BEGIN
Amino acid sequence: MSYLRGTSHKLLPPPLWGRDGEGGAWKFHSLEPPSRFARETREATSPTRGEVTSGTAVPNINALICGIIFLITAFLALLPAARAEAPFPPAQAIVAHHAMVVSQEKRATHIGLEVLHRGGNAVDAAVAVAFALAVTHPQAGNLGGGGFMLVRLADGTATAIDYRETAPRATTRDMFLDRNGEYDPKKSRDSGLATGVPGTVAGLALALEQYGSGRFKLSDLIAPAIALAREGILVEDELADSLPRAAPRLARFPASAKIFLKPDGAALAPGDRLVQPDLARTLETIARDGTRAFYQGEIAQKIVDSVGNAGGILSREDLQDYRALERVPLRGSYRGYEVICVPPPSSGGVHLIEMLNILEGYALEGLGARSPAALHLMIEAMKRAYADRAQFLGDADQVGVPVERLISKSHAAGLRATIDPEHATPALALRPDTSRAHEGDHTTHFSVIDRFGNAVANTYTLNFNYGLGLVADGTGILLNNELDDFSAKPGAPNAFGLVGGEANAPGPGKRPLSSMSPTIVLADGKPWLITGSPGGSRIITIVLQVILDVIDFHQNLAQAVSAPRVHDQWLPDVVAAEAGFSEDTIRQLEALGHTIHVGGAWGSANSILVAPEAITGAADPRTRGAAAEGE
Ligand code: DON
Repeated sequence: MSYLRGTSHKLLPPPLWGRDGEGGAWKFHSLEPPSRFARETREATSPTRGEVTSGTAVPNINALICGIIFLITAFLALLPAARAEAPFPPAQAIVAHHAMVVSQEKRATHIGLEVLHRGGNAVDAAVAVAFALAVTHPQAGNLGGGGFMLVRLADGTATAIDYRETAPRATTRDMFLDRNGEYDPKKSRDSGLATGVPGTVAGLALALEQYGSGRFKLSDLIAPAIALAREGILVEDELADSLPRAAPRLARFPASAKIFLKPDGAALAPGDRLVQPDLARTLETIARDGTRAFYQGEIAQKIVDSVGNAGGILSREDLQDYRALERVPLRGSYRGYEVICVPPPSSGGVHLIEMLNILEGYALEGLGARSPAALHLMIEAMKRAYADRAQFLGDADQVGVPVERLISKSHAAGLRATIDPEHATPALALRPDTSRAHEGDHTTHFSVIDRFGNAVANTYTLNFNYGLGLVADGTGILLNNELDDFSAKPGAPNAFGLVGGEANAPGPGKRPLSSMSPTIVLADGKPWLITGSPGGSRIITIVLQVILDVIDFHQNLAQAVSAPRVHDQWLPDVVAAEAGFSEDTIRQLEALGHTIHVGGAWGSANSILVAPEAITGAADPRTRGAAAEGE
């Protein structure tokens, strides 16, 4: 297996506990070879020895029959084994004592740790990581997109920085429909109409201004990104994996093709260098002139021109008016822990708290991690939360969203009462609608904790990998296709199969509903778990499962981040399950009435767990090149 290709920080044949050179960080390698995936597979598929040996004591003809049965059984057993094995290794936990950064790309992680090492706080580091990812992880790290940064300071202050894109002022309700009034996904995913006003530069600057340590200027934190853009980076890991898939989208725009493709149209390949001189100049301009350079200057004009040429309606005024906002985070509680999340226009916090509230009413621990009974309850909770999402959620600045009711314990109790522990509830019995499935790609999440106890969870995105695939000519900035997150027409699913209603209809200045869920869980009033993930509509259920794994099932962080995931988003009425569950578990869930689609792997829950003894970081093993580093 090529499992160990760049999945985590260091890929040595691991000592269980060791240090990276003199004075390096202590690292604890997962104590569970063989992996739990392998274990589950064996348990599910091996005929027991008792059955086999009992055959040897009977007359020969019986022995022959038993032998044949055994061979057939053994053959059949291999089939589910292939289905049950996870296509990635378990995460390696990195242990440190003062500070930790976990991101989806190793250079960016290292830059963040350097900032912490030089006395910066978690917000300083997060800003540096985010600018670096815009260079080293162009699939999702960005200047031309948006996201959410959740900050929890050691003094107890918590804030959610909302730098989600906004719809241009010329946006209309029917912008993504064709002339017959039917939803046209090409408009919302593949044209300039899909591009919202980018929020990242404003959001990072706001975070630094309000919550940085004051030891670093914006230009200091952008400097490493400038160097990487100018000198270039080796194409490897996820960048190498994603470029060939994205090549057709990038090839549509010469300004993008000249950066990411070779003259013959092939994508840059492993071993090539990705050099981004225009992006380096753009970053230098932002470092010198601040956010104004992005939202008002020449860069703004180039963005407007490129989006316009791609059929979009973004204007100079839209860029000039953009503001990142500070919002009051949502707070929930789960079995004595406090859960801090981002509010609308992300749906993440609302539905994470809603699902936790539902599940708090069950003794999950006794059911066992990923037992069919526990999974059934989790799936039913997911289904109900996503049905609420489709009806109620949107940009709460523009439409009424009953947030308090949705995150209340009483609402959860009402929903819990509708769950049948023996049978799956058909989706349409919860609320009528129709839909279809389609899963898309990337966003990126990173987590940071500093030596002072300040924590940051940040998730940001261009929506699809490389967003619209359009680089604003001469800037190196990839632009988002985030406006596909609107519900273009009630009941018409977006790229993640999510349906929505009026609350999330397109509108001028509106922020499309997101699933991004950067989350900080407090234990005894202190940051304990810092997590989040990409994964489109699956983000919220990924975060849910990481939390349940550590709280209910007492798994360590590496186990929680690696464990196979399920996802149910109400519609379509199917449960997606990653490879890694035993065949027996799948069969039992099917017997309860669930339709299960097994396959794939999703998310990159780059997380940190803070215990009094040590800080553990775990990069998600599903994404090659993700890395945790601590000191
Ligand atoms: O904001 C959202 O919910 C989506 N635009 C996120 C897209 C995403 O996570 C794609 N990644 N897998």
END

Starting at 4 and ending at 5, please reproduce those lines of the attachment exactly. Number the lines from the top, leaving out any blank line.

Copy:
């Protein structure tokens, strides 16, 4: 297996506990070879020895029959084994004592740790990581997109920085429909109409201004990104994996093709260098002139021109008016822990708290991690939360969203009462609608904790990998296709199969509903778990499962981040399950009435767990090149 290709920080044949050179960080390698995936597979598929040996004591003809049965059984057993094995290794936990950064790309992680090492706080580091990812992880790290940064300071202050894109002022309700009034996904995913006003530069600057340590200027934190853009980076890991898939989208725009493709149209390949001189100049301009350079200057004009040429309606005024906002985070509680999340226009916090509230009413621990009974309850909770999402959620600045009711314990109790522990509830019995499935790609999440106890969870995105695939000519900035997150027409699913209603209809200045869920869980009033993930509509259920794994099932962080995931988003009425569950578990869930689609792997829950003894970081093993580093 090529499992160990760049999945985590260091890929040595691991000592269980060791240090990276003199004075390096202590690292604890997962104590569970063989992996739990392998274990589950064996348990599910091996005929027991008792059955086999009992055959040897009977007359020969019986022995022959038993032998044949055994061979057939053994053959059949291999089939589910292939289905049950996870296509990635378990995460390696990195242990440190003062500070930790976990991101989806190793250079960016290292830059963040350097900032912490030089006395910066978690917000300083997060800003540096985010600018670096815009260079080293162009699939999702960005200047031309948006996201959410959740900050929890050691003094107890918590804030959610909302730098989600906004719809241009010329946006209309029917912008993504064709002339017959039917939803046209090409408009919302593949044209300039899909591009919202980018929020990242404003959001990072706001975070630094309000919550940085004051030891670093914006230009200091952008400097490493400038160097990487100018000198270039080796194409490897996820960048190498994603470029060939994205090549057709990038090839549509010469300004993008000249950066990411070779003259013959092939994508840059492993071993090539990705050099981004225009992006380096753009970053230098932002470092010198601040956010104004992005939202008002020449860069703004180039963005407007490129989006316009791609059929979009973004204007100079839209860029000039953009503001990142500070919002009051949502707070929930789960079995004595406090859960801090981002509010609308992300749906993440609302539905994470809603699902936790539902599940708090069950003794999950006794059911066992990923037992069919526990999974059934989790799936039913997911289904109900996503049905609420489709009806109620949107940009709460523009439409009424009953947030308090949705995150209340009483609402959860009402929903819990509708769950049948023996049978799956058909989706349409919860609320009528129709839909279809389609899963898309990337966003990126990173987590940071500093030596002072300040924590940051940040998730940001261009929506699809490389967003619209359009680089604003001469800037190196990839632009988002985030406006596909609107519900273009009630009941018409977006790229993640999510349906929505009026609350999330397109509108001028509106922020499309997101699933991004950067989350900080407090234990005894202190940051304990810092997590989040990409994964489109699956983000919220990924975060849910990481939390349940550590709280209910007492798994360590590496186990929680690696464990196979399920996802149910109400519609379509199917449960997606990653490879890694035993065949027996799948069969039992099917017997309860669930339709299960097994396959794939999703998310990159780059997380940190803070215990009094040590800080553990775990990069998600599903994404090659993700890395945790601590000191
Ligand atoms: O904001 C959202 O919910 C989506 N635009 C996120 C897209 C995403 O996570 C794609 N990644 N897998």